“If we cannot envision the world we would like to live in, we cannot work towards its creation. If we cannot place ourselves in it in our imagination, we will not believe it is possible.”
Chellis Glendinning (born June 1947) is a European-American author of creative nonfiction, licensed psychotherapist, and political activist. She is noted as a pioneer in the field of ecopsychology, a proponent of land-based culture, and a critic of technological society, having worked with such contemporaries as Jerry Mander, Vandana Shiva, Helena Norberg-Hodge, and Kirkpatrick Sale.
Glendinning’s relations include Thomas Hooker, founder of the colony of Connecticut; Dr. Frank E. Bunts, founder of the Cleveland Clinic; and the civil rights activist, her mother Mary Hooker Glendinning.
She has written five books, as well as for journals, magazines, and newspapers including Orion, CounterPunch, ColdType: The Reader, Alternet, Tikkun, Race, Poverty and the Environment San Francisco Bay Guardian and Santa Fe New Mexican.
Glendinning was featured in the 2007 documentary What a Way to Go: Life at the End of Empire.
In 2007 Glendinning’s bilingual folk opera De Un Lado Al Otro, written in collaboration with ethnomusicologist Cipriano Vigil, was presented at the Lensic Performing Arts Center in Santa Fe NM. Robert Castro directed.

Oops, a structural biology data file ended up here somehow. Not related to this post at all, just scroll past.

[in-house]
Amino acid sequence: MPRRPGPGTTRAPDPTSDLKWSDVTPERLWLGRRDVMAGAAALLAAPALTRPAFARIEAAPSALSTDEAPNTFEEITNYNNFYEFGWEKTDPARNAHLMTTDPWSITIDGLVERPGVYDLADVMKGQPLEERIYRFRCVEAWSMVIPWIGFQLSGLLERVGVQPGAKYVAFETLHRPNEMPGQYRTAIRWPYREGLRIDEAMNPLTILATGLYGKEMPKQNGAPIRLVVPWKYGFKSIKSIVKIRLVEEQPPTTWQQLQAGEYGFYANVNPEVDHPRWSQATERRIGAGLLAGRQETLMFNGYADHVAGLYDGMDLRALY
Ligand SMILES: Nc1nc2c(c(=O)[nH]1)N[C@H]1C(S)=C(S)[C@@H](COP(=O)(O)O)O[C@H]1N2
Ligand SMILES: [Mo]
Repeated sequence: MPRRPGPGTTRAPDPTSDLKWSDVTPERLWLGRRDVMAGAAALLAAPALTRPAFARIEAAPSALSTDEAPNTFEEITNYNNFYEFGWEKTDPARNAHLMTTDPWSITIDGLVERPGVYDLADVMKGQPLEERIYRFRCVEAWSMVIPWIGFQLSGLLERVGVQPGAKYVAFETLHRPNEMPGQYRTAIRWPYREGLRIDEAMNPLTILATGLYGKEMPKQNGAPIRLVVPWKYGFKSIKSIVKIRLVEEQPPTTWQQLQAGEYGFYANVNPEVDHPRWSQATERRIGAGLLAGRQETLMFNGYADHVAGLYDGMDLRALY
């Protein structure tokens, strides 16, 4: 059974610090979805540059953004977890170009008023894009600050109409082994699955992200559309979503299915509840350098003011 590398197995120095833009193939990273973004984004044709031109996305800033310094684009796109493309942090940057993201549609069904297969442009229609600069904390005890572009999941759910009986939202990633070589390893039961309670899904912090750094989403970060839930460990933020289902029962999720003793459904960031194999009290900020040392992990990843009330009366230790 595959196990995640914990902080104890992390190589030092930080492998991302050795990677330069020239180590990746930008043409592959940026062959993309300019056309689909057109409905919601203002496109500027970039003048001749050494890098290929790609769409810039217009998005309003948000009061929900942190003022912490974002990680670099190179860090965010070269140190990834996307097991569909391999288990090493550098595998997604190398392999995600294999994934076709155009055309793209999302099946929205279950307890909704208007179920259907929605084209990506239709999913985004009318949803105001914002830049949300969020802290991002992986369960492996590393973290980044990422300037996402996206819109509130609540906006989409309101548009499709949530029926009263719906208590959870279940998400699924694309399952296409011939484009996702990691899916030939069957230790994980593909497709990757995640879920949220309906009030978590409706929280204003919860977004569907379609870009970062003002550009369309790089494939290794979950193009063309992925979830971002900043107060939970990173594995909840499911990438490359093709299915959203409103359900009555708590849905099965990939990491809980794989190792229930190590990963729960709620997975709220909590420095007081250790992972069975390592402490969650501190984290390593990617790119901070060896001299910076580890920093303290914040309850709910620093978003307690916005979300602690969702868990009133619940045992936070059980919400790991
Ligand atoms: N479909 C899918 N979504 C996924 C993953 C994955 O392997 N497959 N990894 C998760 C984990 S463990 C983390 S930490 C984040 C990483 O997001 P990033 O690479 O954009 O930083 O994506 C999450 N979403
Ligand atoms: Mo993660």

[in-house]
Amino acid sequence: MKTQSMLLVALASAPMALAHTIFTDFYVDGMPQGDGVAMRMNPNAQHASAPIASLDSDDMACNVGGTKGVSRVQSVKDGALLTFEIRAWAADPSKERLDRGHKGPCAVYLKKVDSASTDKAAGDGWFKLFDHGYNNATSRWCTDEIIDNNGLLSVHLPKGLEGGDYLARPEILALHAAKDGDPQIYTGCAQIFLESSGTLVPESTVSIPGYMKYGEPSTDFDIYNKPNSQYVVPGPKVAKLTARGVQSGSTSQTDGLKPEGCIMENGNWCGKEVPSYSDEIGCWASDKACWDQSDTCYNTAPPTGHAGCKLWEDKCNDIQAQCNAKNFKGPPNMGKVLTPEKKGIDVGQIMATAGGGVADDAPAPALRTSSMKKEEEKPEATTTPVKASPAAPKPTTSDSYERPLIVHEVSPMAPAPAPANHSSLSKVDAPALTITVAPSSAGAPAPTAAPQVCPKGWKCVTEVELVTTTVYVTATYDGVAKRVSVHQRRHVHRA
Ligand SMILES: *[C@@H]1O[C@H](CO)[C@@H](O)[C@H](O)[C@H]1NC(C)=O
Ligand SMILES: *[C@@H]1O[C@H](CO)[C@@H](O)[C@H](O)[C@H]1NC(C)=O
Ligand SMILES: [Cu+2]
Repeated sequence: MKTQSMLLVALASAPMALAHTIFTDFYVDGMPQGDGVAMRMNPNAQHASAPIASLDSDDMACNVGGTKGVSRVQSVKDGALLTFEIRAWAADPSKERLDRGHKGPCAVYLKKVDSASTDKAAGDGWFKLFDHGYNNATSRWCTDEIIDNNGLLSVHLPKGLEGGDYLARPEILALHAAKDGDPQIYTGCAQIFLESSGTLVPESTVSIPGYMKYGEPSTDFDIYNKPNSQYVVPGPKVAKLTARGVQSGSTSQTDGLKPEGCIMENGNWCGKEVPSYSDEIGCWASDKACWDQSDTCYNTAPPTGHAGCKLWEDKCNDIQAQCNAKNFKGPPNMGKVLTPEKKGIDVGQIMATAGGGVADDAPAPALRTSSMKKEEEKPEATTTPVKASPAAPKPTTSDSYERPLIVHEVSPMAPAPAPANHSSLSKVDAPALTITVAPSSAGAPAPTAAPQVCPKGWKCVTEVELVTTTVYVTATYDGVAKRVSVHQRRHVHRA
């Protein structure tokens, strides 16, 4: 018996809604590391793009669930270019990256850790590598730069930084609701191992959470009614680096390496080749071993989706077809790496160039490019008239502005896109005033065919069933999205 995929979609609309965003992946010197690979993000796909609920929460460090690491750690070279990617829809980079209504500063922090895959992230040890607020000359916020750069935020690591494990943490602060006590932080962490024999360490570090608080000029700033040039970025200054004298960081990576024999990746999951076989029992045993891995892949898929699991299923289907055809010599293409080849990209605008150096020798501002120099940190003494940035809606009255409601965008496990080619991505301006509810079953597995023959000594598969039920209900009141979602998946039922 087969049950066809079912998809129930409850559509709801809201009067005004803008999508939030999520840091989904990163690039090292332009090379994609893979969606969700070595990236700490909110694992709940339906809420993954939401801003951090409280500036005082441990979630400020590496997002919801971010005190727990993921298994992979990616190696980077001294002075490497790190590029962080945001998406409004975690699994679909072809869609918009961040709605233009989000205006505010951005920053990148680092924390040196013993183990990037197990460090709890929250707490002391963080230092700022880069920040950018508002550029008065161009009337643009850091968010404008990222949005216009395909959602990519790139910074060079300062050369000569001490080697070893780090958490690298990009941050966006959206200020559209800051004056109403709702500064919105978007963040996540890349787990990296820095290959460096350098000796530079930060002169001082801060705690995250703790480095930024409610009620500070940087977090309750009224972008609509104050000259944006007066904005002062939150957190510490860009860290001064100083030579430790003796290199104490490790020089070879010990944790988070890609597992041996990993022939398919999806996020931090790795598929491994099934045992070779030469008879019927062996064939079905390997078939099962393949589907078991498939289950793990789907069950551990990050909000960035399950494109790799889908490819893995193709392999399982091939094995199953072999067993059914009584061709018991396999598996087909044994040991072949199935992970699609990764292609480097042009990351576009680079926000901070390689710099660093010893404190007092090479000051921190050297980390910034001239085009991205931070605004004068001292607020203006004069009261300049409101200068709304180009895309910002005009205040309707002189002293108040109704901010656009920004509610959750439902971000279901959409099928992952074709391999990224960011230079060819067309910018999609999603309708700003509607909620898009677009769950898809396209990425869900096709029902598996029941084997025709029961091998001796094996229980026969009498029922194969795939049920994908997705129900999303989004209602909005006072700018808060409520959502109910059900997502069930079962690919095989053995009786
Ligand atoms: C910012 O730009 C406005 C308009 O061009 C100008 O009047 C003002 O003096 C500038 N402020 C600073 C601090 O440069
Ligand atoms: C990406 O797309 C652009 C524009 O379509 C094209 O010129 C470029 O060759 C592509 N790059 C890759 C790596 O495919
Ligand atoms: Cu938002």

Glendinning graduated from the University of California, Berkeley in social sciences in 1969, at which time she was inducted into Phi Beta Kappa (Alpha of California Chapter). She received her Ph. D in psychology from Columbia Pacific University in 1984.
Her Off the Map won the 2000 National Federation of Press Women Book Award in general nonfiction, and Chiva was honored with the same award in 2006. In 1989 she received the New Mexico Humanities Council First Times Award for Short Story Writing, and was named Best Local Writer by the Río Grande Sun of Española NM in 2000 and 2003.
In 1997 Glendinning won the Río Arriba County, Zero Injustice Award for her “courageous stand in support of the customs, culture, and traditions of the Native American and Indo-Hispano people of northern New Mexico.”
Her papers are housed in the Labadie Collection of the University of Michigan. (From the Wikipedia entry.)